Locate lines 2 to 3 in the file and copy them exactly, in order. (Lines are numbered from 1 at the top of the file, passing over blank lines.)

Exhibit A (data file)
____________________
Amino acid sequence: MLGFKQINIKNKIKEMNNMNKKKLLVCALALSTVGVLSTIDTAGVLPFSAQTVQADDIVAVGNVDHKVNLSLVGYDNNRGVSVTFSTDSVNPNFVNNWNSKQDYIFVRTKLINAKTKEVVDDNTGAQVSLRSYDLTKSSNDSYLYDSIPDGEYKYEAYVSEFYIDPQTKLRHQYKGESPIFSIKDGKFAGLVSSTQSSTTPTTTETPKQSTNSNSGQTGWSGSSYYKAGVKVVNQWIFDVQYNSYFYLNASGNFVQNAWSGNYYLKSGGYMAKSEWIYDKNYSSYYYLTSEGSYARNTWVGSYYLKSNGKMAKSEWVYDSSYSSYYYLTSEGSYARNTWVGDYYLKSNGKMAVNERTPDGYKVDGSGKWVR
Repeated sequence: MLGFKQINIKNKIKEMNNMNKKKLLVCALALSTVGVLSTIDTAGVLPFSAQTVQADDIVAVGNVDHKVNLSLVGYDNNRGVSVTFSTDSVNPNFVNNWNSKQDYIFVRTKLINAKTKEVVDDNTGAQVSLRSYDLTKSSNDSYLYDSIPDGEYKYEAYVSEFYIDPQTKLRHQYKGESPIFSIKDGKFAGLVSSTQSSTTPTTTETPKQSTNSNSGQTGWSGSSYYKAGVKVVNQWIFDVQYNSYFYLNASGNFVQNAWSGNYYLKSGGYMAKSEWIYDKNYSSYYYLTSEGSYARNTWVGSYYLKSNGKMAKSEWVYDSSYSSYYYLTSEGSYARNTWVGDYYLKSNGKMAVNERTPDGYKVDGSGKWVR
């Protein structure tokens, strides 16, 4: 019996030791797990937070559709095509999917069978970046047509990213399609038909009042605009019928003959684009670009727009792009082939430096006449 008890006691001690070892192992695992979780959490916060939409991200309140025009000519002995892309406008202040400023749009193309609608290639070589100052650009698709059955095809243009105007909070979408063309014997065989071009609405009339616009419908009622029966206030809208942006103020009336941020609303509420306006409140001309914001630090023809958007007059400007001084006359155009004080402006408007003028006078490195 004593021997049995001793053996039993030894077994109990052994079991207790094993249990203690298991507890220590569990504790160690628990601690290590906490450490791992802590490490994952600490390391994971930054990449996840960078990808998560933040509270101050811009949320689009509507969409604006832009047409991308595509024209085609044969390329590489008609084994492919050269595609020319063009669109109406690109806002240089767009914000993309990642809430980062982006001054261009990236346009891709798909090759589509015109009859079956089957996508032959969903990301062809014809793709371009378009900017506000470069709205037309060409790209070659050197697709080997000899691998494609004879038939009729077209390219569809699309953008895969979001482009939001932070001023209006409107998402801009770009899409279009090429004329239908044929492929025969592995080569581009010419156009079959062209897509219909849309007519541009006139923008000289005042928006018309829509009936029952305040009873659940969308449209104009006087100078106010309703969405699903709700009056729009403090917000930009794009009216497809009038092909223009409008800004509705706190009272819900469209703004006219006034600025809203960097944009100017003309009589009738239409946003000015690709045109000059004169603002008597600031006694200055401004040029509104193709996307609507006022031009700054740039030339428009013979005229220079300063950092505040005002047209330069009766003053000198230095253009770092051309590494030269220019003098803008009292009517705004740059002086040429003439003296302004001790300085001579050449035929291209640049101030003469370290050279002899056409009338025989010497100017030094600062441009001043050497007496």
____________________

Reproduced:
Repeated sequence: MLGFKQINIKNKIKEMNNMNKKKLLVCALALSTVGVLSTIDTAGVLPFSAQTVQADDIVAVGNVDHKVNLSLVGYDNNRGVSVTFSTDSVNPNFVNNWNSKQDYIFVRTKLINAKTKEVVDDNTGAQVSLRSYDLTKSSNDSYLYDSIPDGEYKYEAYVSEFYIDPQTKLRHQYKGESPIFSIKDGKFAGLVSSTQSSTTPTTTETPKQSTNSNSGQTGWSGSSYYKAGVKVVNQWIFDVQYNSYFYLNASGNFVQNAWSGNYYLKSGGYMAKSEWIYDKNYSSYYYLTSEGSYARNTWVGSYYLKSNGKMAKSEWVYDSSYSSYYYLTSEGSYARNTWVGDYYLKSNGKMAVNERTPDGYKVDGSGKWVR
């Protein structure tokens, strides 16, 4: 019996030791797990937070559709095509999917069978970046047509990213399609038909009042605009019928003959684009670009727009792009082939430096006449 008890006691001690070892192992695992979780959490916060939409991200309140025009000519002995892309406008202040400023749009193309609608290639070589100052650009698709059955095809243009105007909070979408063309014997065989071009609405009339616009419908009622029966206030809208942006103020009336941020609303509420306006409140001309914001630090023809958007007059400007001084006359155009004080402006408007003028006078490195 004593021997049995001793053996039993030894077994109990052994079991207790094993249990203690298991507890220590569990504790160690628990601690290590906490450490791992802590490490994952600490390391994971930054990449996840960078990808998560933040509270101050811009949320689009509507969409604006832009047409991308595509024209085609044969390329590489008609084994492919050269595609020319063009669109109406690109806002240089767009914000993309990642809430980062982006001054261009990236346009891709798909090759589509015109009859079956089957996508032959969903990301062809014809793709371009378009900017506000470069709205037309060409790209070659050197697709080997000899691998494609004879038939009729077209390219569809699309953008895969979001482009939001932070001023209006409107998402801009770009899409279009090429004329239908044929492929025969592995080569581009010419156009079959062209897509219909849309007519541009006139923008000289005042928006018309829509009936029952305040009873659940969308449209104009006087100078106010309703969405699903709700009056729009403090917000930009794009009216497809009038092909223009409008800004509705706190009272819900469209703004006219006034600025809203960097944009100017003309009589009738239409946003000015690709045109000059004169603002008597600031006694200055401004040029509104193709996307609507006022031009700054740039030339428009013979005229220079300063950092505040005002047209330069009766003053000198230095253009770092051309590494030269220019003098803008009292009517705004740059002086040429003439003296302004001790300085001579050449035929291209640049101030003469370290050279002899056409009338025989010497100017030094600062441009001043050497007496």